The Rhode Island Natural History Survey was incorporated in May of 1994, but by that point an advisory board had been working on the idea for more than a year. In late 1992, a committee largely of URI natural scientists began planning a conference on recent advances in the ecology of Rhode Island. The conference, entitled “What Do We Know About Rhode Island’s Ecological Resources?” was held April 2, 1993, at Roger Williams Park, in Providence. The communication and learning that this event engendered were so salutary that the organizing committee decided to create a permanent institution to arrange more and different means for fostering the interchange of knowledge among naturalists interested in Rhode Island. The movement in Rhode Island paralleled one in the national scene: a National Biological Survey and a national Consortium of State Biological Surveys were both created in 1993.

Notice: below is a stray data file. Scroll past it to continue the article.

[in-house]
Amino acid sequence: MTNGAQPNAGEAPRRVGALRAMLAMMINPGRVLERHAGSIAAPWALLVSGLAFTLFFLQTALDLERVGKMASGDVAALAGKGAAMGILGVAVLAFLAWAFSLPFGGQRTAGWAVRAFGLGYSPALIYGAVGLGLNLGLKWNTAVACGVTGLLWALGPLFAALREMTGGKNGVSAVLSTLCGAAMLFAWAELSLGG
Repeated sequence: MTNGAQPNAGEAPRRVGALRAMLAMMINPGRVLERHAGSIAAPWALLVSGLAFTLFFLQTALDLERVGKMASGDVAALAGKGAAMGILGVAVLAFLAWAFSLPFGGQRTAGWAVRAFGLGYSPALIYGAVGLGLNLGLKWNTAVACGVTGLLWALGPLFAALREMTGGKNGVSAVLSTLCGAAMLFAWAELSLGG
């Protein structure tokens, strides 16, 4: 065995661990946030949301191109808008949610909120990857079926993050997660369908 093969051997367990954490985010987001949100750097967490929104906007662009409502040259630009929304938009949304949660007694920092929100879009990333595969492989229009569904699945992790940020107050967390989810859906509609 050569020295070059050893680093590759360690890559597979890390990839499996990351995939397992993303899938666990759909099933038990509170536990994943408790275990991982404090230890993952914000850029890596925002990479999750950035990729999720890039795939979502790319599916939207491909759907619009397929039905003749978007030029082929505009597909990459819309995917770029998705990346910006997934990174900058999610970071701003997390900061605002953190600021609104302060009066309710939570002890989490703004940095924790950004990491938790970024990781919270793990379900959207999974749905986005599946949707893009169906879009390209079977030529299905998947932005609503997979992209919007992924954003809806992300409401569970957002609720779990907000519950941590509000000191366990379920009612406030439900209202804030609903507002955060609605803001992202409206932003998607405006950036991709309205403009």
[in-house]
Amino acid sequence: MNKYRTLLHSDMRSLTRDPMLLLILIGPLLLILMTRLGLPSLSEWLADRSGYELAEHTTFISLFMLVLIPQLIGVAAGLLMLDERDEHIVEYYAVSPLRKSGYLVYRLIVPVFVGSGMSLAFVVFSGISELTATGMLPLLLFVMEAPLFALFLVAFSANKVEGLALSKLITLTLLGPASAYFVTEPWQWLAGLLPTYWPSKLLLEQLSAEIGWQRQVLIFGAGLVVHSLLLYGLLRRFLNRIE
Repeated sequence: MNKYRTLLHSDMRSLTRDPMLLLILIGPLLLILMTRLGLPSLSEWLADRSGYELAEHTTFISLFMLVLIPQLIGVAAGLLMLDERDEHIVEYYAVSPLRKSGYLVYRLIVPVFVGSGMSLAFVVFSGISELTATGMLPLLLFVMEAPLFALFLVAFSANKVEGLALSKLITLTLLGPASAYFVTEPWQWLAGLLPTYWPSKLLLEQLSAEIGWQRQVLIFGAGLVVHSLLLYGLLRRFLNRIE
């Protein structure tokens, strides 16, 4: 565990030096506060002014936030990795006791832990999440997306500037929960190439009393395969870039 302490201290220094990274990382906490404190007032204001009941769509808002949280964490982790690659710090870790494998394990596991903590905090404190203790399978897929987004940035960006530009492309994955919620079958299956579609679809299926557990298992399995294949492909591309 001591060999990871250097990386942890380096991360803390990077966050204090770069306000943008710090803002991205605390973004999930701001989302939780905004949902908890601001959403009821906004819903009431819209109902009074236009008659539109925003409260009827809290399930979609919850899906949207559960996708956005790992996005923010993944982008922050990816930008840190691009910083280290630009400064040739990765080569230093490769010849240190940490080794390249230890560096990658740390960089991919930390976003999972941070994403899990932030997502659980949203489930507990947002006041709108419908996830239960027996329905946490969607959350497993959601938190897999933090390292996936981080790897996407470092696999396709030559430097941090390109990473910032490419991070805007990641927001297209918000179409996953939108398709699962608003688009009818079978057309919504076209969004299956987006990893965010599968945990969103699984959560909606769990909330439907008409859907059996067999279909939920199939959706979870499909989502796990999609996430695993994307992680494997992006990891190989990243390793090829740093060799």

RINHS’s first success (besides its own birth) was a substantial grant from the Lamb Foundation to commence the publication of the Biota of Rhode Island series. This allowed Lisa Gould be begin work as the Survey’s first Executive Director. Although she was paid from funds for the production of books, of course she did many, many more things. She worked out of a shared office in the URI Cooperative Extension Education Center. The first volume of the Biota, The Vascular Flora of Rhode Island, was published in 1998. Three more volumes in the series have been published since then, as well as other books, pamphlets, and educational media.